Original Research

Ophthalmic manifestations of ionising radiation among interventionalists

Lumko Ngetu, Wayne Marais, André Rose, William I.D. Rae
African Vision and Eye Health | Vol 78, No 1 | a480 | DOI: https://doi.org/10.4102/aveh.v78i1.480 | © 2019 Lumko Ngetu, Wayne Marais, André Rose, William I. D. Rae | This work is licensed under CC Attribution 4.0
Submitted: 05 October 2018 | Published: 07 November 2019

About the author(s)

Lumko Ngetu, Department of Ophthalmology, University of the Free State, Bloemfontein, South Africa
Wayne Marais, Department of Ophthalmology, University of the Free State, Bloemfontein, South Africa
André Rose, Department of Community Health, University of the Free State, Bloemfontein, South Africa
William I.D. Rae, School of Health Sciences, University of Sydney, New South Wales, Sydney, Australia

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Background: Ionising radiation (IR) is an occupational hazard for interventionalists. Dry eye syndrome may develop. There may be damage to the corneal epithelium, causing irritation and ulceration. Radiation-induced cataracts commonly develop in the posterior sub-capsular (PSC) region of the lens and are more common in the left eye.

Aim: The aim of this study was to describe the ophthalmological findings in South African interventionalists occupationally exposed to IR.

Setting: This study was conducted in South Africa.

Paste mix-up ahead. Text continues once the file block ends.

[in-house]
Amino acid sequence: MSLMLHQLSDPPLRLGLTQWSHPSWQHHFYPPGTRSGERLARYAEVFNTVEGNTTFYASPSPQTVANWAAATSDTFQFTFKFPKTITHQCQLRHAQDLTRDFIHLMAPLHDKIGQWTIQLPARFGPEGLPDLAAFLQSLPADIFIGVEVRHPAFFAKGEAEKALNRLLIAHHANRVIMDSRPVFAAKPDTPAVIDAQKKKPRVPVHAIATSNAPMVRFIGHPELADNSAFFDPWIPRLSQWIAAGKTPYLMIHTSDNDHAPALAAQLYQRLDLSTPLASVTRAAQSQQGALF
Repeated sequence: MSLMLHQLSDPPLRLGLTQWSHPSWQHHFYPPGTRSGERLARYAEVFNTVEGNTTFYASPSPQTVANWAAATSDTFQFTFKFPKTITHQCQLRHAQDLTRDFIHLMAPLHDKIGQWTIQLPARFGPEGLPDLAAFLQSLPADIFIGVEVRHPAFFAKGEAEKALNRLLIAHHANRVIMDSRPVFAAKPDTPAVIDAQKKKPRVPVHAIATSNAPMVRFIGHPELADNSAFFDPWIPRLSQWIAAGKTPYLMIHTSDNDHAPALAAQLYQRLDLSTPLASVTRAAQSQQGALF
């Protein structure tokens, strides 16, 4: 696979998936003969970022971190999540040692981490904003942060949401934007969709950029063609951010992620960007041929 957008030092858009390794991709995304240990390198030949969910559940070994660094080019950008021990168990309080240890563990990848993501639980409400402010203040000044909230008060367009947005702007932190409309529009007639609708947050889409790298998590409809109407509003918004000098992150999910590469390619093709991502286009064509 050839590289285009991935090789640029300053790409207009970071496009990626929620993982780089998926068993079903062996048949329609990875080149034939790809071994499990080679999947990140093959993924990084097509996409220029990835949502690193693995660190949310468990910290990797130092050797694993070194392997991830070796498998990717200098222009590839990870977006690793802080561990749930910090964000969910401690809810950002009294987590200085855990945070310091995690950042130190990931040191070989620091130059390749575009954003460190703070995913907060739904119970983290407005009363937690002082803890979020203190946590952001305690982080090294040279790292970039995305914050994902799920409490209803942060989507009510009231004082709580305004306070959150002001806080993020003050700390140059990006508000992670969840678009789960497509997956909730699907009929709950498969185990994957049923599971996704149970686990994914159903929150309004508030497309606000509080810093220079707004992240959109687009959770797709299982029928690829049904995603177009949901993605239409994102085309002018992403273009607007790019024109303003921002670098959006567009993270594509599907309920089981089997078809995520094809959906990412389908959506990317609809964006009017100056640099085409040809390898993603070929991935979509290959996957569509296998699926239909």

Methods: A prospective cross-sectional study was conducted. Interventional radiologists (25), adult cardiologists (42) and paediatric cardiologists (31) were recruited at conferences and included in the study. Convenience sampling was used. Participants completed a survey that collected data on their demographics, their cataract risk factors and co-morbid diseases, their occupational history, their radiation safety practices and their training in occupational history. Participants’ eyes were examined using a slit lamp after dilation of the eyes. Ethics clearance was obtained and each participant gave informed consent. A descriptive analysis was done.

Results: The median age of the 98 interventionalists screened was 43.5 years. They worked with radiation for a median of 7.5 years. Cataracts occurred in the left eye of 17 (17.3%) participants and in the right eye of nine (9.2%). There were five (5.1%) PSC cataracts in the left eye and one (1%) in the right eye. The vitreous was abnormal in 19.4% of participants. The tear break-up time was abnormal in 48% of participants.

Conclusion: Ionising radiation is an occupational hazard posing a risk to interventionalists’ eyes. They are at increased risk of cataracts and dry eye syndrome, which can affect their occupational performance and quality of life. Education can positively influence the radiation safety practices of interventionalists that could reduce the detrimental effects of IR on their eyes.


ophthalmological changes; ionising radiation; occupational radiation exposure; radiation cataracts; interventionalists; South Africa


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